Top of the page
This test measures the amount of follicle-stimulating hormone (FSH) in a blood sample. This hormone is made by the pituitary gland.
The amounts of FSH and other hormones are measured to:
Up to 4 weeks before the test, you may be asked to stop taking birth control pills or other medicines that contain estrogen or progesterone.
A health professional uses a needle to take a blood sample, usually from an arm.
For a woman who is having problems with her menstrual cycle or who cannot become pregnant, more than one blood sample may be needed to help identify a follicle-stimulating hormone (FSH) problem. A sample may be taken each day for several days in a row.
The test will take a few minutes.
Follow-up care is a key part of your treatment and safety. Be sure to make and go to all appointments, and call your doctor or nurse call line if you are having problems. It's also a good idea to keep a list of the medicines you take. Ask your doctor when you can expect to have your test results.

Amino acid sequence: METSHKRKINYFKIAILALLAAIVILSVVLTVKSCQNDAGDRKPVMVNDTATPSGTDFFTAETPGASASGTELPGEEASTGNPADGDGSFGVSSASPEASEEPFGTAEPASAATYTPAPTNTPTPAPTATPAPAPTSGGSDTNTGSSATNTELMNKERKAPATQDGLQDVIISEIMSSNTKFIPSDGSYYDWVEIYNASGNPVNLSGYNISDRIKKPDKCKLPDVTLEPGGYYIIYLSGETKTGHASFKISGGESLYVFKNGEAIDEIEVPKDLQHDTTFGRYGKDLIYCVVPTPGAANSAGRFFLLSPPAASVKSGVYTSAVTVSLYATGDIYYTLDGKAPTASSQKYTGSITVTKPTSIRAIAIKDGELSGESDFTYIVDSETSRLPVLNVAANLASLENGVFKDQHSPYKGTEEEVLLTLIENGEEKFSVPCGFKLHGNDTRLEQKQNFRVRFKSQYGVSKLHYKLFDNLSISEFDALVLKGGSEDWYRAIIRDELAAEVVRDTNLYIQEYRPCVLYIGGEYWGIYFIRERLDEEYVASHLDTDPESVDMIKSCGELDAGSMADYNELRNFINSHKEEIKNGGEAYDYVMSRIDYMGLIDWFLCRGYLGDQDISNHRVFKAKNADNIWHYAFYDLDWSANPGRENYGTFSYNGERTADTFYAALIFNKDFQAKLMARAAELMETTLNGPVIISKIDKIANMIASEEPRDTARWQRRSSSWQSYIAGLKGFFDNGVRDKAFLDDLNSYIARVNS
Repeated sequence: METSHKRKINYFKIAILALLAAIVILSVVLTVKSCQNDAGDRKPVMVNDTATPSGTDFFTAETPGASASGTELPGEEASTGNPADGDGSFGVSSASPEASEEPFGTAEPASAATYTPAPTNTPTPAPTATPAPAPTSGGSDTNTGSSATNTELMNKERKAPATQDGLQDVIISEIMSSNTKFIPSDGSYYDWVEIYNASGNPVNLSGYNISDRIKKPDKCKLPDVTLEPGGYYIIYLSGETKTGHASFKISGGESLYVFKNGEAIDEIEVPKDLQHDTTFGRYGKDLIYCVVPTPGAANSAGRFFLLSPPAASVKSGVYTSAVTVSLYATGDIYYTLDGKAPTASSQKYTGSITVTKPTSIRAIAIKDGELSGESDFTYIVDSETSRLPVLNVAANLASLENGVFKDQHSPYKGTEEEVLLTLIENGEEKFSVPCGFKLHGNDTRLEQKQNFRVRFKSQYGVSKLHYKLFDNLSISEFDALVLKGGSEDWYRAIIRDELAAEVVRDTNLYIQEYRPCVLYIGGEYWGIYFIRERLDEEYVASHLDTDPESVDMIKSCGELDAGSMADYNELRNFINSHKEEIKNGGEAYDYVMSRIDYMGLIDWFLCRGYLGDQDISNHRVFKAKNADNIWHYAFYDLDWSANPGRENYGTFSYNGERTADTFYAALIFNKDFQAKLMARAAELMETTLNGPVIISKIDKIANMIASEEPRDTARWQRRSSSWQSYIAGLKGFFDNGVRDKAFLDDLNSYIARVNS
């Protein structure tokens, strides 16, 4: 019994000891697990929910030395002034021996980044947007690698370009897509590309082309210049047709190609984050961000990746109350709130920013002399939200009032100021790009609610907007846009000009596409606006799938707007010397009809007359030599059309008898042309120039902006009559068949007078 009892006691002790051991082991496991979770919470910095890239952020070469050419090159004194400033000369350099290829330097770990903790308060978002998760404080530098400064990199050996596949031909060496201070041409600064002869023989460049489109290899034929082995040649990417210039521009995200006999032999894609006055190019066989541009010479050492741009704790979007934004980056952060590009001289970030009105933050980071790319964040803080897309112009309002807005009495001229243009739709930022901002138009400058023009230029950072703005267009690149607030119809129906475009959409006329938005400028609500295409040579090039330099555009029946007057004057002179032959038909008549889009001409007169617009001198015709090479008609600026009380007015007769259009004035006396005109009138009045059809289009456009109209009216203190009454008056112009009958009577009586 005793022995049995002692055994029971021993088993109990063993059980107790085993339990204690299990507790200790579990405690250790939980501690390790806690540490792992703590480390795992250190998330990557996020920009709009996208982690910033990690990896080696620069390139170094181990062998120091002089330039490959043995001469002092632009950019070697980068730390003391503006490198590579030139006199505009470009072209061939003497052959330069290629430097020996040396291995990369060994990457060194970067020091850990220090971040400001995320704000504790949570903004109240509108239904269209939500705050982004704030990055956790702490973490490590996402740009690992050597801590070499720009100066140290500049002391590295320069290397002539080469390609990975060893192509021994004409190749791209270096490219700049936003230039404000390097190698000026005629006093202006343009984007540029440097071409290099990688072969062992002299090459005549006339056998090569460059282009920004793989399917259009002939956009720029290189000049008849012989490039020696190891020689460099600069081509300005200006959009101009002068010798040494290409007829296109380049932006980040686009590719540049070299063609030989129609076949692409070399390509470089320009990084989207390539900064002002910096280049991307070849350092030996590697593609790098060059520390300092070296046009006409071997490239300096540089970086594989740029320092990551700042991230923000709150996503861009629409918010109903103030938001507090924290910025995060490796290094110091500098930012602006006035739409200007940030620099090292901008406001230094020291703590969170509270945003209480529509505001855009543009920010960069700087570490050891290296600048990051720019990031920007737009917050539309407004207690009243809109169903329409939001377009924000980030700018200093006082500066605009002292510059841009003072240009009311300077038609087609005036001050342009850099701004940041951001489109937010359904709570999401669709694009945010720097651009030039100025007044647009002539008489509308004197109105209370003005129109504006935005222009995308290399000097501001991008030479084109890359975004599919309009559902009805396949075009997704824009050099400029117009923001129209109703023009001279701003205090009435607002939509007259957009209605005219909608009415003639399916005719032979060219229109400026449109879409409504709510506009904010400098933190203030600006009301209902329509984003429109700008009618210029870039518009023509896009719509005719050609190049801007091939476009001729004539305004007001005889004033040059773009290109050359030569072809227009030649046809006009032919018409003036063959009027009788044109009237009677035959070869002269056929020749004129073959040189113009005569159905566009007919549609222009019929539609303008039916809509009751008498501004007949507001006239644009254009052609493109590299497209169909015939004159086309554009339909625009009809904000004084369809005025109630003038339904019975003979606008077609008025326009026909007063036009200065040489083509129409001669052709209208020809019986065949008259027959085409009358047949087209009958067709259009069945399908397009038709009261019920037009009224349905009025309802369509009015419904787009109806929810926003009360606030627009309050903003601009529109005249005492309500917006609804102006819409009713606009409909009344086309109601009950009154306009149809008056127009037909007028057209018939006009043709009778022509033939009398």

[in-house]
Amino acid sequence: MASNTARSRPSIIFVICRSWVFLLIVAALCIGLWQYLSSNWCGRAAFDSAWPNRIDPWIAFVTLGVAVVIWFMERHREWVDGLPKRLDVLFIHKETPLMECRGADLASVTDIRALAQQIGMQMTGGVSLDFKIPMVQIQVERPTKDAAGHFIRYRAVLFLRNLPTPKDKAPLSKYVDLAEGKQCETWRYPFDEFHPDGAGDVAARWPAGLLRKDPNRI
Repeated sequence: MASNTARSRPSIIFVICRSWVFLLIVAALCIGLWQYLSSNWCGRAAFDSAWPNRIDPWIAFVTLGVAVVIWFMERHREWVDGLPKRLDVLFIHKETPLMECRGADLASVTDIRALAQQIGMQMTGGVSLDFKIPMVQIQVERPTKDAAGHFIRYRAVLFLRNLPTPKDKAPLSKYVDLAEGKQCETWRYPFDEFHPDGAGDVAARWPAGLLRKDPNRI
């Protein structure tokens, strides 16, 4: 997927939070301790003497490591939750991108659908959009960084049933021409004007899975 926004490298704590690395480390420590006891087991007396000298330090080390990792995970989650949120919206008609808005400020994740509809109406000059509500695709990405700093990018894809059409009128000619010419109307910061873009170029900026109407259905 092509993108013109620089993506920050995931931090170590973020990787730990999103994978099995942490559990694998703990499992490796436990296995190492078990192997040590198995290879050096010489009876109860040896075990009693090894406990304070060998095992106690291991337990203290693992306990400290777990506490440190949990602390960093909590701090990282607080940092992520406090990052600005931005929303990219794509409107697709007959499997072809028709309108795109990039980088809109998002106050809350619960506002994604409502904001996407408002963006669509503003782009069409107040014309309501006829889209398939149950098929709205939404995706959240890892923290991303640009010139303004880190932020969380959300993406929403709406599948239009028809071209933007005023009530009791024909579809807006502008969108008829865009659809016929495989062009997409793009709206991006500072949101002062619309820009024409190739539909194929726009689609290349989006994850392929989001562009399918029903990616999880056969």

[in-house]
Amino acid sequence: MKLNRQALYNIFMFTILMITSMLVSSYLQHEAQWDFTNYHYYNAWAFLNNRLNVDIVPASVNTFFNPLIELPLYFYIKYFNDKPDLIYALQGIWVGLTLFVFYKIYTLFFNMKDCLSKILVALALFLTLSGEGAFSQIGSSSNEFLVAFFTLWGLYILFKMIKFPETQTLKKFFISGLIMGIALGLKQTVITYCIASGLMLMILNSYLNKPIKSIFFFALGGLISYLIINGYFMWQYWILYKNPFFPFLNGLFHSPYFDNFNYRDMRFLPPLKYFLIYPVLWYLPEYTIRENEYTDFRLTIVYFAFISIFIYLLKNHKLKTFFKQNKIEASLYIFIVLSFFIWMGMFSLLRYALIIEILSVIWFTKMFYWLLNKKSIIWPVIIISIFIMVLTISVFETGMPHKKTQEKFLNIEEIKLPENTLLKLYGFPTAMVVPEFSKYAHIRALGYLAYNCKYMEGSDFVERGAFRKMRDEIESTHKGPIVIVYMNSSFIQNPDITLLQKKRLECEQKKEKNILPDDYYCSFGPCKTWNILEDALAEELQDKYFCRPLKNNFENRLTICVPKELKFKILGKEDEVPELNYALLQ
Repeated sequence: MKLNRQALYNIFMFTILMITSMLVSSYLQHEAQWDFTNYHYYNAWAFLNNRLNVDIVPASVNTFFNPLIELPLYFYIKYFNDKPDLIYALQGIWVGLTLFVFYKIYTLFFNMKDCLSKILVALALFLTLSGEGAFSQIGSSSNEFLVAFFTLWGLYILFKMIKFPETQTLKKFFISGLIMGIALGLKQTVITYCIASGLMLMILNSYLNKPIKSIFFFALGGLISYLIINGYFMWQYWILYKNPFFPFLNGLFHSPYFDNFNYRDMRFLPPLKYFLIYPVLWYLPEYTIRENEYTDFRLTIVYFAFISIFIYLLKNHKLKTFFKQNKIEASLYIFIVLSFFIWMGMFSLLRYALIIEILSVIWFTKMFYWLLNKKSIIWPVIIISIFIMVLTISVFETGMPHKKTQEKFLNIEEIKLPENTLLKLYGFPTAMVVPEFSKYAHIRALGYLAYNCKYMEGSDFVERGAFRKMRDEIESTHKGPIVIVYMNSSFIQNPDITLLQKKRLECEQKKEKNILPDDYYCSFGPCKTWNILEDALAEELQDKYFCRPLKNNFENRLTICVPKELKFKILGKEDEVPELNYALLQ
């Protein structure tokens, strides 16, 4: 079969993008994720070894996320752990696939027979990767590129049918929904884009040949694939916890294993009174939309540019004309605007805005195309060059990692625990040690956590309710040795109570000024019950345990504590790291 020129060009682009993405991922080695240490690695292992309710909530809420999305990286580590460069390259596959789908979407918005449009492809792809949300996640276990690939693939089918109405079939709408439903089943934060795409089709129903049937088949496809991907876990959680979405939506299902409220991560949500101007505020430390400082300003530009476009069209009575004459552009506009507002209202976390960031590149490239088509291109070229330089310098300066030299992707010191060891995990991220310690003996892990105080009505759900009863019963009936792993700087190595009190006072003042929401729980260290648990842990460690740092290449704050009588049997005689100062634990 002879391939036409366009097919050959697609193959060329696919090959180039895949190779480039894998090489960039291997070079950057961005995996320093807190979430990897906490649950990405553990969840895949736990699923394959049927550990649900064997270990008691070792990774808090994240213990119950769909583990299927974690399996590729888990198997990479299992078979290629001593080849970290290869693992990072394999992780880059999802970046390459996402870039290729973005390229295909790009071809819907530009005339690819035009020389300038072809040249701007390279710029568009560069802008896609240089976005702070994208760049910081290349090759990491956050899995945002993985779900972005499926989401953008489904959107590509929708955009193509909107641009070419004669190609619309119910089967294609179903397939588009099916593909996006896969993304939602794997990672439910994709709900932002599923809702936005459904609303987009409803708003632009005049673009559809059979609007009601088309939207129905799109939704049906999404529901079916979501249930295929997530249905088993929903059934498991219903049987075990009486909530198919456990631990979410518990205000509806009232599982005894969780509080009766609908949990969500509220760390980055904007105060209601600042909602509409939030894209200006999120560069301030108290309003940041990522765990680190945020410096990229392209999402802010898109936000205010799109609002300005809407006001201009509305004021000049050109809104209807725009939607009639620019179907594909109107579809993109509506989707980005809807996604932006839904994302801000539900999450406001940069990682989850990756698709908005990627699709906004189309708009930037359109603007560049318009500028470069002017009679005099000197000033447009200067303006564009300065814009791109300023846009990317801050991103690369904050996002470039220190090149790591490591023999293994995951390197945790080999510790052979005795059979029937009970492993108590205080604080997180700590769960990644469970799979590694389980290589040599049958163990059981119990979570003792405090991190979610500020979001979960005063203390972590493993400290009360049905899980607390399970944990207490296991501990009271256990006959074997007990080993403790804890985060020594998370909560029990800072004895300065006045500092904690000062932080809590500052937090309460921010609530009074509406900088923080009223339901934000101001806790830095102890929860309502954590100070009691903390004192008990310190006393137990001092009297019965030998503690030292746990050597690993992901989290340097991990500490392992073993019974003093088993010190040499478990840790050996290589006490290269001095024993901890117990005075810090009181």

Go to https://www.healthwise.net/patientEd
Enter T983 in the search box to learn more about "Follicle-Stimulating Hormone (FSH): About This Test".
Current as of: October 8, 2020
Author: Healthwise Staff
Medical Review:Adam Husney MD - Family Medicine & Kathleen Romito MD - Family Medicine
Care instructions adapted under license by your healthcare professional. If you have questions about a medical condition or this instruction, always ask your healthcare professional. Healthwise, Incorporated disclaims any warranty or liability for your use of this information.
©2006-2021 Healthwise, Incorporated. Healthwise, Healthwise for every health decision, and the Healthwise logo are trademarks of Healthwise, Incorporated.